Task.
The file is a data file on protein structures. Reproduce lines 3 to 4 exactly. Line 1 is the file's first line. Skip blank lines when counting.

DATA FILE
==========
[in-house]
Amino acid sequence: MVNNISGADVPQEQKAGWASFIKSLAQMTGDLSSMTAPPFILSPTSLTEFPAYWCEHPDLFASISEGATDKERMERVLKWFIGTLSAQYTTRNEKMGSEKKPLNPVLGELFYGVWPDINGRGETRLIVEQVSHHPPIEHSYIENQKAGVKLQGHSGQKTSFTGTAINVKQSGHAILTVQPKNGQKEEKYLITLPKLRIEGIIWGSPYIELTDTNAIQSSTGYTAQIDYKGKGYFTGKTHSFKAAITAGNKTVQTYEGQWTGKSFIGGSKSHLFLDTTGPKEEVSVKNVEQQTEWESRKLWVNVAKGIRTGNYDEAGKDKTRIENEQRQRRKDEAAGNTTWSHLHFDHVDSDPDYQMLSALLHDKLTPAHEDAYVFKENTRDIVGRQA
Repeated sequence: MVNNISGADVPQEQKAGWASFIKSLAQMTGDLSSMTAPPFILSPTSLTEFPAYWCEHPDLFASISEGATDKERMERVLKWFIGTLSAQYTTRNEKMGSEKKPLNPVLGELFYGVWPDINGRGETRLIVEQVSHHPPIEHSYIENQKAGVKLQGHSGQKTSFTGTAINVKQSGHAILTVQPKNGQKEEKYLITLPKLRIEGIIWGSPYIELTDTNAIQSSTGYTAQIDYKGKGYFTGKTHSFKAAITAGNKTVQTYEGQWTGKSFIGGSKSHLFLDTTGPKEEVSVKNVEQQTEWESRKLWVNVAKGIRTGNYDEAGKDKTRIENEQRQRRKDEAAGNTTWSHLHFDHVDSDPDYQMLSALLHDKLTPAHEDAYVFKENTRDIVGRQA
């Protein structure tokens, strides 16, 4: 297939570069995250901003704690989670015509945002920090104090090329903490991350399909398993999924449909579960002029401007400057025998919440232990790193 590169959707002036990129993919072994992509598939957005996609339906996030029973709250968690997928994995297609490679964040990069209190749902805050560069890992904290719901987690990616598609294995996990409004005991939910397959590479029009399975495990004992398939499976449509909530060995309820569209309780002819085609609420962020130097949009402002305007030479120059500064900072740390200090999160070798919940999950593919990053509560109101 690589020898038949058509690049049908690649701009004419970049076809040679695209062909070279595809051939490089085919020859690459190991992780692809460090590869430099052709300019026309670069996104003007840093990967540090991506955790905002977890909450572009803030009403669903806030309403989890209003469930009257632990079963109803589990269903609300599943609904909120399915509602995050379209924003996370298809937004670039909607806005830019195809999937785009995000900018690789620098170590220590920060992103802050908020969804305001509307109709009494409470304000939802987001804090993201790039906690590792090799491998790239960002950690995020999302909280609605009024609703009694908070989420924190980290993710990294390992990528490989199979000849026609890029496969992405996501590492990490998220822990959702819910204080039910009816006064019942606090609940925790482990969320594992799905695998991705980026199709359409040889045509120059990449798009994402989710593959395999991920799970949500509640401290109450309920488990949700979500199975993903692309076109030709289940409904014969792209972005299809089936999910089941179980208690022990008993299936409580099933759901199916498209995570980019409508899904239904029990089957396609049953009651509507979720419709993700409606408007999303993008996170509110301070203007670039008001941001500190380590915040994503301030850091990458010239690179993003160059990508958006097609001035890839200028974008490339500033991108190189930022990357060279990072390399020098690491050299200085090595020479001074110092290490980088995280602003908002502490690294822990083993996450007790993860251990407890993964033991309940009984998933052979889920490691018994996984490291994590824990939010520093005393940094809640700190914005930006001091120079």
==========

Repeated sequence: MVNNISGADVPQEQKAGWASFIKSLAQMTGDLSSMTAPPFILSPTSLTEFPAYWCEHPDLFASISEGATDKERMERVLKWFIGTLSAQYTTRNEKMGSEKKPLNPVLGELFYGVWPDINGRGETRLIVEQVSHHPPIEHSYIENQKAGVKLQGHSGQKTSFTGTAINVKQSGHAILTVQPKNGQKEEKYLITLPKLRIEGIIWGSPYIELTDTNAIQSSTGYTAQIDYKGKGYFTGKTHSFKAAITAGNKTVQTYEGQWTGKSFIGGSKSHLFLDTTGPKEEVSVKNVEQQTEWESRKLWVNVAKGIRTGNYDEAGKDKTRIENEQRQRRKDEAAGNTTWSHLHFDHVDSDPDYQMLSALLHDKLTPAHEDAYVFKENTRDIVGRQA
């Protein structure tokens, strides 16, 4: 297939570069995250901003704690989670015509945002920090104090090329903490991350399909398993999924449909579960002029401007400057025998919440232990790193 590169959707002036990129993919072994992509598939957005996609339906996030029973709250968690997928994995297609490679964040990069209190749902805050560069890992904290719901987690990616598609294995996990409004005991939910397959590479029009399975495990004992398939499976449509909530060995309820569209309780002819085609609420962020130097949009402002305007030479120059500064900072740390200090999160070798919940999950593919990053509560109101 690589020898038949058509690049049908690649701009004419970049076809040679695209062909070279595809051939490089085919020859690459190991992780692809460090590869430099052709300019026309670069996104003007840093990967540090991506955790905002977890909450572009803030009403669903806030309403989890209003469930009257632990079963109803589990269903609300599943609904909120399915509602995050379209924003996370298809937004670039909607806005830019195809999937785009995000900018690789620098170590220590920060992103802050908020969804305001509307109709009494409470304000939802987001804090993201790039906690590792090799491998790239960002950690995020999302909280609605009024609703009694908070989420924190980290993710990294390992990528490989199979000849026609890029496969992405996501590492990490998220822990959702819910204080039910009816006064019942606090609940925790482990969320594992799905695998991705980026199709359409040889045509120059990449798009994402989710593959395999991920799970949500509640401290109450309920488990949700979500199975993903692309076109030709289940409904014969792209972005299809089936999910089941179980208690022990008993299936409580099933759901199916498209995570980019409508899904239904029990089957396609049953009651509507979720419709993700409606408007999303993008996170509110301070203007670039008001941001500190380590915040994503301030850091990458010239690179993003160059990508958006097609001035890839200028974008490339500033991108190189930022990357060279990072390399020098690491050299200085090595020479001074110092290490980088995280602003908002502490690294822990083993996450007790993860251990407890993964033991309940009984998933052979889920490691018994996984490291994590824990939010520093005393940094809640700190914005930006001091120079």